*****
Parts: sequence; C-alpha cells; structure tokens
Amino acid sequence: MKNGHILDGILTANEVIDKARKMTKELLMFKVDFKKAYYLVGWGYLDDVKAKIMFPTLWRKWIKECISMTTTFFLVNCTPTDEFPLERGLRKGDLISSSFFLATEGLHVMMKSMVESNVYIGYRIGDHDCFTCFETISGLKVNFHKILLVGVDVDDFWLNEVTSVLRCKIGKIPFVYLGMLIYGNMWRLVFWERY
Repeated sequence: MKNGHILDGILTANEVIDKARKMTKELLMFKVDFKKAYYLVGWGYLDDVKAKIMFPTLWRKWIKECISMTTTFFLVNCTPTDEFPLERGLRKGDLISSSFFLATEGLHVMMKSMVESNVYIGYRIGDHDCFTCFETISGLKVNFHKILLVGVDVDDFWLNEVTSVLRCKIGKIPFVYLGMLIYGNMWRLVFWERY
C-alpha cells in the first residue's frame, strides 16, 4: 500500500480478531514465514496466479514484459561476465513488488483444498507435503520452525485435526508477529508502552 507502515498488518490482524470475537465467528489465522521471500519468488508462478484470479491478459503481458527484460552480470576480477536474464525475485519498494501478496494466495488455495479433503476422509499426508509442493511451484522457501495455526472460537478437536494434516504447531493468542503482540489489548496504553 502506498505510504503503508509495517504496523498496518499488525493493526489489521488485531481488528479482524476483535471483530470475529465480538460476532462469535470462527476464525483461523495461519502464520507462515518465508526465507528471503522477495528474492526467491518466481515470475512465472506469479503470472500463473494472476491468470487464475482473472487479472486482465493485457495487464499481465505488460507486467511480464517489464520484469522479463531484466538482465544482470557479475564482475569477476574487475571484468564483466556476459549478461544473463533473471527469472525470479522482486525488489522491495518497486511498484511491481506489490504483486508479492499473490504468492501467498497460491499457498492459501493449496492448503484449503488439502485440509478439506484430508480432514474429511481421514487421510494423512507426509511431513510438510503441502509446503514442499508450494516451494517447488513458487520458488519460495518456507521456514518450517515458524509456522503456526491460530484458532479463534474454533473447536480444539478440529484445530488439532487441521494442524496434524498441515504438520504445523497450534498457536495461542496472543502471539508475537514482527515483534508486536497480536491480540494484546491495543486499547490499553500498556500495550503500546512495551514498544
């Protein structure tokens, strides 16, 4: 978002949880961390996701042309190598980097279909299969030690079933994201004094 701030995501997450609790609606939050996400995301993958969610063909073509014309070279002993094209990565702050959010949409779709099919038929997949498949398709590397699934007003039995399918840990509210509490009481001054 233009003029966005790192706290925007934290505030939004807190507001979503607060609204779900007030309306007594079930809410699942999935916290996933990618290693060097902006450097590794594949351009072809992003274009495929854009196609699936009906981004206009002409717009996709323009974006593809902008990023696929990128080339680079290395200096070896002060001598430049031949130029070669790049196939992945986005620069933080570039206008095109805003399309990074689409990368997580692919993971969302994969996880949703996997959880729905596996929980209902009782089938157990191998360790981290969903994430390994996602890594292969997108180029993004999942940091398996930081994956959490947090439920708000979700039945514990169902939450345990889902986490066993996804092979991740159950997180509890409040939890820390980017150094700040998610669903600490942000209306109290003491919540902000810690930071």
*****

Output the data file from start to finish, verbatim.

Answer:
Parts: sequence; C-alpha cells; structure tokens
Amino acid sequence: MKNGHILDGILTANEVIDKARKMTKELLMFKVDFKKAYYLVGWGYLDDVKAKIMFPTLWRKWIKECISMTTTFFLVNCTPTDEFPLERGLRKGDLISSSFFLATEGLHVMMKSMVESNVYIGYRIGDHDCFTCFETISGLKVNFHKILLVGVDVDDFWLNEVTSVLRCKIGKIPFVYLGMLIYGNMWRLVFWERY
Repeated sequence: MKNGHILDGILTANEVIDKARKMTKELLMFKVDFKKAYYLVGWGYLDDVKAKIMFPTLWRKWIKECISMTTTFFLVNCTPTDEFPLERGLRKGDLISSSFFLATEGLHVMMKSMVESNVYIGYRIGDHDCFTCFETISGLKVNFHKILLVGVDVDDFWLNEVTSVLRCKIGKIPFVYLGMLIYGNMWRLVFWERY
C-alpha cells in the first residue's frame, strides 16, 4: 500500500480478531514465514496466479514484459561476465513488488483444498507435503520452525485435526508477529508502552 507502515498488518490482524470475537465467528489465522521471500519468488508462478484470479491478459503481458527484460552480470576480477536474464525475485519498494501478496494466495488455495479433503476422509499426508509442493511451484522457501495455526472460537478437536494434516504447531493468542503482540489489548496504553 502506498505510504503503508509495517504496523498496518499488525493493526489489521488485531481488528479482524476483535471483530470475529465480538460476532462469535470462527476464525483461523495461519502464520507462515518465508526465507528471503522477495528474492526467491518466481515470475512465472506469479503470472500463473494472476491468470487464475482473472487479472486482465493485457495487464499481465505488460507486467511480464517489464520484469522479463531484466538482465544482470557479475564482475569477476574487475571484468564483466556476459549478461544473463533473471527469472525470479522482486525488489522491495518497486511498484511491481506489490504483486508479492499473490504468492501467498497460491499457498492459501493449496492448503484449503488439502485440509478439506484430508480432514474429511481421514487421510494423512507426509511431513510438510503441502509446503514442499508450494516451494517447488513458487520458488519460495518456507521456514518450517515458524509456522503456526491460530484458532479463534474454533473447536480444539478440529484445530488439532487441521494442524496434524498441515504438520504445523497450534498457536495461542496472543502471539508475537514482527515483534508486536497480536491480540494484546491495543486499547490499553500498556500495550503500546512495551514498544
């Protein structure tokens, strides 16, 4: 978002949880961390996701042309190598980097279909299969030690079933994201004094 701030995501997450609790609606939050996400995301993958969610063909073509014309070279002993094209990565702050959010949409779709099919038929997949498949398709590397699934007003039995399918840990509210509490009481001054 233009003029966005790192706290925007934290505030939004807190507001979503607060609204779900007030309306007594079930809410699942999935916290996933990618290693060097902006450097590794594949351009072809992003274009495929854009196609699936009906981004206009002409717009996709323009974006593809902008990023696929990128080339680079290395200096070896002060001598430049031949130029070669790049196939992945986005620069933080570039206008095109805003399309990074689409990368997580692919993971969302994969996880949703996997959880729905596996929980209902009782089938157990191998360790981290969903994430390994996602890594292969997108180029993004999942940091398996930081994956959490947090439920708000979700039945514990169902939450345990889902986490066993996804092979991740159950997180509890409040939890820390980017150094700040998610669903600490942000209306109290003491919540902000810690930071």